In late 2010, political activist John Perry Barlow tweeted: “The first serious info-war is now engaged. The field of battle is WikiLeaks. You are the troops.” In the last four years, new insurgencies have arisen from cyberspace to participate in the battle against government corruption and secrecy. From Snowden’s disclosure of NSA mass surveillance to the release of the CIA torture report evidencing war crimes and murder of innocent people, a crisis of legitimacy and moral depravity of authority are becoming increasingly undeniable. All of this reveals an invisible force of governance working to control the thought and perceptions of the greater population for nefarious ends.
In his 2006 seminal writing “Conspiracy as Governance,” WikiLeaks editor Julian Assange noted how the secrecy regime works as “a system of interacting organs, a beast with arteries and veins whose blood may be thickened and slowed until it falls...” As was seen in the recent secret economic treaties like TPP and TISA exposed by WikiLeaks, systems of national governance have evolved into a global network that undermines the sovereignty of countries and the rights of people and puts corporate profit above all else.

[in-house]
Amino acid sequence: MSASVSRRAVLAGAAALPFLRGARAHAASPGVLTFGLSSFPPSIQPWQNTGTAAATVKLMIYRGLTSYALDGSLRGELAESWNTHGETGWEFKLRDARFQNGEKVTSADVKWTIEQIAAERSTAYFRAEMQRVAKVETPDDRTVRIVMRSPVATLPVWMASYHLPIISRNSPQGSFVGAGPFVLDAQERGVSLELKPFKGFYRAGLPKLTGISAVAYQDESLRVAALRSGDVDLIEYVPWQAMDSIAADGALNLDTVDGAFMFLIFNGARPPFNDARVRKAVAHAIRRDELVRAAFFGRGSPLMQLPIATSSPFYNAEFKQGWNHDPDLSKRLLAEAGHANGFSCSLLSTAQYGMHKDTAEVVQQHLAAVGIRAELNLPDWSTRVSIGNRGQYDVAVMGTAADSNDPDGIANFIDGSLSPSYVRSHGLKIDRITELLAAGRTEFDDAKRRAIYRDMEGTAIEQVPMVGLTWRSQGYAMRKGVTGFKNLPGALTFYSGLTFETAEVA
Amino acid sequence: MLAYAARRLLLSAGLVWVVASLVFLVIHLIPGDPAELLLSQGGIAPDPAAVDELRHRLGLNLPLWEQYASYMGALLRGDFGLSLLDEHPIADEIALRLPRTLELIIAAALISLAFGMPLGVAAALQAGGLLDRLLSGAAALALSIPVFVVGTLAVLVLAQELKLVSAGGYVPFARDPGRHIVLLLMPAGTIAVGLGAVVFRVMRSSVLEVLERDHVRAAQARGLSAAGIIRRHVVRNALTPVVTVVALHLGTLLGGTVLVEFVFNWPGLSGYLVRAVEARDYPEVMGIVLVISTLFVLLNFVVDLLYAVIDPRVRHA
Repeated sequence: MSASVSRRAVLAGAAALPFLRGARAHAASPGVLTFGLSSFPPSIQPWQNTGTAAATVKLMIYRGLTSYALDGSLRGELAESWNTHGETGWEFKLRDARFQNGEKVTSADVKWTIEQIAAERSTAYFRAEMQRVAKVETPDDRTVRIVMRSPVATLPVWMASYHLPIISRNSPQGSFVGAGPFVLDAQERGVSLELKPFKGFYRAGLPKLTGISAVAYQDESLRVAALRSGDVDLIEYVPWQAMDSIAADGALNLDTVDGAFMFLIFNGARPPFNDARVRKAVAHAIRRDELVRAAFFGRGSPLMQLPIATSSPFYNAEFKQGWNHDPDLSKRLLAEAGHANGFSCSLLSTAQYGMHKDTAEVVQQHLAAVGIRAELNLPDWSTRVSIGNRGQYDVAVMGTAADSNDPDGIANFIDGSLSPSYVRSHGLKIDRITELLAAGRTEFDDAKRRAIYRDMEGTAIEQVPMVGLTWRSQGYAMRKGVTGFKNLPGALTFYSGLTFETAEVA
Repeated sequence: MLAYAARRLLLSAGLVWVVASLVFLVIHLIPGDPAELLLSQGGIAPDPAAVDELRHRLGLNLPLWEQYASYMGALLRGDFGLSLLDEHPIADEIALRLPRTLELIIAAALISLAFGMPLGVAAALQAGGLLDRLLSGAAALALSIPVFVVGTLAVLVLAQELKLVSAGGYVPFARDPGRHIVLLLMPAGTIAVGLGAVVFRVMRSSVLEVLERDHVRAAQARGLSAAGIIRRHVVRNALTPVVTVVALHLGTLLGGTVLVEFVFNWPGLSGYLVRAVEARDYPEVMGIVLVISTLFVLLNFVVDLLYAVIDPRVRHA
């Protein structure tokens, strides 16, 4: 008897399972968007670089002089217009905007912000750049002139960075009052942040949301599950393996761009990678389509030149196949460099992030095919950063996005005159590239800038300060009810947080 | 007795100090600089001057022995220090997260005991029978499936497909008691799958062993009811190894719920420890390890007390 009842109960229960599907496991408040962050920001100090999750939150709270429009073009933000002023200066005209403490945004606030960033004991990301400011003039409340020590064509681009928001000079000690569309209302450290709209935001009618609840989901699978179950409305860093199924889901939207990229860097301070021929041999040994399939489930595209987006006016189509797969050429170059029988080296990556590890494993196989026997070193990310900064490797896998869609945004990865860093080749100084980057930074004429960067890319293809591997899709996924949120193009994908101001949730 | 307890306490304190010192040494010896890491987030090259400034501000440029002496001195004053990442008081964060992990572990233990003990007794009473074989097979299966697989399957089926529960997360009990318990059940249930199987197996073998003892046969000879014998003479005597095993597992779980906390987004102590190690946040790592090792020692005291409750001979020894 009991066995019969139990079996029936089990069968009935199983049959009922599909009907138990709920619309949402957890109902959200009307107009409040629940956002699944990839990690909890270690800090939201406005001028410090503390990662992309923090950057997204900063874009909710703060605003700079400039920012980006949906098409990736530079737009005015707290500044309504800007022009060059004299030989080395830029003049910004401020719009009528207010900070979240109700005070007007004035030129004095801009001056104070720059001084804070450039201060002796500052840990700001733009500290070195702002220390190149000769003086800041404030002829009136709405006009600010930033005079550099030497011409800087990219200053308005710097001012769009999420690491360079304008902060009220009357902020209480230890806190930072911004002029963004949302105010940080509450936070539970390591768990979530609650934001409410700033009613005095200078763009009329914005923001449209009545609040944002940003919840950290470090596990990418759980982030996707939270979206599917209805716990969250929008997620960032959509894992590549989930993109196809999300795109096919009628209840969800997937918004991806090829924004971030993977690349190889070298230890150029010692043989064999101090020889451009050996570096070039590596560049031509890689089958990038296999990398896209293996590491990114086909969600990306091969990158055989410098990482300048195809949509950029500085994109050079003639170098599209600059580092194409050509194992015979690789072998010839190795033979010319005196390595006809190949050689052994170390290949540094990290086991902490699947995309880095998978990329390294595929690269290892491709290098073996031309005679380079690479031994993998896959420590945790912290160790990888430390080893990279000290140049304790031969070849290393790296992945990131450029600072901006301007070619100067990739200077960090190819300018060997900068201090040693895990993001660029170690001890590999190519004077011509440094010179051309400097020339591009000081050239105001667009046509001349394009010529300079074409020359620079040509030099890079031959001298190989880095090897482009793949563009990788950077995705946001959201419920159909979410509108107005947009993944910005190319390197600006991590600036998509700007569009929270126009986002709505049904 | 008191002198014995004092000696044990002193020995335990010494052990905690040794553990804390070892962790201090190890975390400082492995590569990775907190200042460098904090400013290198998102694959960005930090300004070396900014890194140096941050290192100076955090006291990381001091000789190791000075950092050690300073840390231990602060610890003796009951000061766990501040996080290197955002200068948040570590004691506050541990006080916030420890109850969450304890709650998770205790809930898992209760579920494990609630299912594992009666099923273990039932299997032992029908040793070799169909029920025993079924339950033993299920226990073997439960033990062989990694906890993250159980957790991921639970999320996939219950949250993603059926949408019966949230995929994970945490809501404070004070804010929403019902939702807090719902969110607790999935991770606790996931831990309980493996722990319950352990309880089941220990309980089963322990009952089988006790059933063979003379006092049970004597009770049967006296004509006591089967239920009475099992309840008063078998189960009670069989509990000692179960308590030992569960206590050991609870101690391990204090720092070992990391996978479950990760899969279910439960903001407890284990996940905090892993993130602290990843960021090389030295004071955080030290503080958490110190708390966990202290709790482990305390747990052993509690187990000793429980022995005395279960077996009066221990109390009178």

Launching a new enterprise—whether it’s a tech start-up, a small business, or an initiative within a large corporation—has always been a hit-or-miss proposition. According to the decades-old formula, you write a business plan, pitch it to investors, assemble a team, introduce a product, and start selling as hard as you can. And somewhere in this […]
You might not find this in a business book. Or discussed at a lecture. Nor at work.Yet, when entering a boardroom for an important meeting, the question of where to sit is not necessarily a trivial one. Look, I do not wish to exaggerate. Many factors (content, preparation, appearance, language, posture etc etc) are often more important. However, choosing the right seat in a room also ma
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